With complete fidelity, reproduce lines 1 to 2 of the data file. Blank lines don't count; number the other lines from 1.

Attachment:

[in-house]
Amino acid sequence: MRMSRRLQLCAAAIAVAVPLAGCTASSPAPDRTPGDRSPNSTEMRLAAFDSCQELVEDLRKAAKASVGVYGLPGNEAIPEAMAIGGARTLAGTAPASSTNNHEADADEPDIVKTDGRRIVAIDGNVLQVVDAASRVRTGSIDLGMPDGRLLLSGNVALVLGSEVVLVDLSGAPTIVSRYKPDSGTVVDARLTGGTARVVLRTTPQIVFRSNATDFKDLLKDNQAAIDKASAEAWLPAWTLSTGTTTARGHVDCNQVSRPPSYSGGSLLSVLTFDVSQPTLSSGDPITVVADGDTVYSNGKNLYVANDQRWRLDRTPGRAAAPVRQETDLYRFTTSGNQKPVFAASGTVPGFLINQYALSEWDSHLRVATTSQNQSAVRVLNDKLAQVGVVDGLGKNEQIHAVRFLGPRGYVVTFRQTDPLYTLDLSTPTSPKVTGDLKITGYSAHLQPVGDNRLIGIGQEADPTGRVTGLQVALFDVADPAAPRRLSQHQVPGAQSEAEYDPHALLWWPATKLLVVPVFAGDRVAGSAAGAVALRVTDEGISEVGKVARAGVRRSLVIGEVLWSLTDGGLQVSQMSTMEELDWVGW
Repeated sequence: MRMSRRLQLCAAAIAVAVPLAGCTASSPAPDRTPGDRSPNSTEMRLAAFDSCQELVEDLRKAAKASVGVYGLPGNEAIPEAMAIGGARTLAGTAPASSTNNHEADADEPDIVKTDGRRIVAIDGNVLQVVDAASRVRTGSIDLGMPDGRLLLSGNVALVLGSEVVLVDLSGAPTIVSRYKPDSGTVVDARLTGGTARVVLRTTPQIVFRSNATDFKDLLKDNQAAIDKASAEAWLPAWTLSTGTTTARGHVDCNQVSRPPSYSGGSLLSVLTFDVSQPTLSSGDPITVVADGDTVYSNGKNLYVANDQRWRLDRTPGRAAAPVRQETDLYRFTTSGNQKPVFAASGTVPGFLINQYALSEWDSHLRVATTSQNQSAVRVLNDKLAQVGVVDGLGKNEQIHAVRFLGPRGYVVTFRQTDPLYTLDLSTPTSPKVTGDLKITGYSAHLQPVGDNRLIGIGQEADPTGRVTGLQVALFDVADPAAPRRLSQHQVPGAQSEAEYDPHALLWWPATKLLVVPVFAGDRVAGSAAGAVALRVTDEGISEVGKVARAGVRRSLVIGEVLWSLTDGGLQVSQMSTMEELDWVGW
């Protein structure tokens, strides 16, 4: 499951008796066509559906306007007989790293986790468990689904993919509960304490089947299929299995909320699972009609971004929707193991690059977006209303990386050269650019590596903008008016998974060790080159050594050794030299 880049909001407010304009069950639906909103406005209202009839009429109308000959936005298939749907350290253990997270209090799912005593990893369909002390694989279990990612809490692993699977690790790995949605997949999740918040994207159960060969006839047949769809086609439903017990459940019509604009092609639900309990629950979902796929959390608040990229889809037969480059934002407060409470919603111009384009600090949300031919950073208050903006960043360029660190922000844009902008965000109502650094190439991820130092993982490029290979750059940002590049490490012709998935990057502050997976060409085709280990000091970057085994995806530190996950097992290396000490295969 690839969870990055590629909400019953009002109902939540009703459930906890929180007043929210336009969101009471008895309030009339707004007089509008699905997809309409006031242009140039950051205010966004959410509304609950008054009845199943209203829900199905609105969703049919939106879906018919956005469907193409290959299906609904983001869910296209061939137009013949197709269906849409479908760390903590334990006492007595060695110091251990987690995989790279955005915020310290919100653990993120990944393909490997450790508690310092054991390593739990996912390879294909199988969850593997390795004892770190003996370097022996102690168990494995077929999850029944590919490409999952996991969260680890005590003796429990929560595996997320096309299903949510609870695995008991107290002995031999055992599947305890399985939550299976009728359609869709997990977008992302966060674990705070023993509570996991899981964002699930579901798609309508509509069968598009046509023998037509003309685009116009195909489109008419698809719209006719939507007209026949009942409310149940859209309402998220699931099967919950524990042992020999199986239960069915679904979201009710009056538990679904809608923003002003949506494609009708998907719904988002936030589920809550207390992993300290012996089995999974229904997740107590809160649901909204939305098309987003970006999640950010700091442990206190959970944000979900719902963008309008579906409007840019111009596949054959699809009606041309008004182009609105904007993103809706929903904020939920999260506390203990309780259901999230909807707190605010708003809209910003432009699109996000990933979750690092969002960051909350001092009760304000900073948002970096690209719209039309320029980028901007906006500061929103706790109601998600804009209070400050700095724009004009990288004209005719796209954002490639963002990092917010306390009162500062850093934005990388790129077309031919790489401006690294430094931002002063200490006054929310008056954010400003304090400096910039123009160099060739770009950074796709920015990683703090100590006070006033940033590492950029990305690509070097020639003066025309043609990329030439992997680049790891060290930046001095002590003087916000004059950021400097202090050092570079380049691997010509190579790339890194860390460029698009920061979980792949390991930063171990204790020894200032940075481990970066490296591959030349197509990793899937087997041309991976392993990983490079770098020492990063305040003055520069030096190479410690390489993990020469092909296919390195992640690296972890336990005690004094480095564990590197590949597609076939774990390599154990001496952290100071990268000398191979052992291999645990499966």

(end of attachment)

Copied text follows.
[in-house]
Amino acid sequence: MRMSRRLQLCAAAIAVAVPLAGCTASSPAPDRTPGDRSPNSTEMRLAAFDSCQELVEDLRKAAKASVGVYGLPGNEAIPEAMAIGGARTLAGTAPASSTNNHEADADEPDIVKTDGRRIVAIDGNVLQVVDAASRVRTGSIDLGMPDGRLLLSGNVALVLGSEVVLVDLSGAPTIVSRYKPDSGTVVDARLTGGTARVVLRTTPQIVFRSNATDFKDLLKDNQAAIDKASAEAWLPAWTLSTGTTTARGHVDCNQVSRPPSYSGGSLLSVLTFDVSQPTLSSGDPITVVADGDTVYSNGKNLYVANDQRWRLDRTPGRAAAPVRQETDLYRFTTSGNQKPVFAASGTVPGFLINQYALSEWDSHLRVATTSQNQSAVRVLNDKLAQVGVVDGLGKNEQIHAVRFLGPRGYVVTFRQTDPLYTLDLSTPTSPKVTGDLKITGYSAHLQPVGDNRLIGIGQEADPTGRVTGLQVALFDVADPAAPRRLSQHQVPGAQSEAEYDPHALLWWPATKLLVVPVFAGDRVAGSAAGAVALRVTDEGISEVGKVARAGVRRSLVIGEVLWSLTDGGLQVSQMSTMEELDWVGW